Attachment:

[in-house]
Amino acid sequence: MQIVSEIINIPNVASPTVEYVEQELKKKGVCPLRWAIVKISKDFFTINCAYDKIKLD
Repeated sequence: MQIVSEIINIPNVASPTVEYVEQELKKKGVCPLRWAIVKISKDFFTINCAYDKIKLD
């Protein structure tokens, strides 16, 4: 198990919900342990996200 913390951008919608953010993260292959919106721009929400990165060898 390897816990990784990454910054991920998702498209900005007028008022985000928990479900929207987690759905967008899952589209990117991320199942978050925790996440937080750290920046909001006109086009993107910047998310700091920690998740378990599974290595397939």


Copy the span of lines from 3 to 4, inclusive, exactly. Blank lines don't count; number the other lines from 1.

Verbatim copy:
Repeated sequence: MQIVSEIINIPNVASPTVEYVEQELKKKGVCPLRWAIVKISKDFFTINCAYDKIKLD
């Protein structure tokens, strides 16, 4: 198990919900342990996200 913390951008919608953010993260292959919106721009929400990165060898 390897816990990784990454910054991920998702498209900005007028008022985000928990479900929207987690759905967008899952589209990117991320199942978050925790996440937080750290920046909001006109086009993107910047998310700091920690998740378990599974290595397939």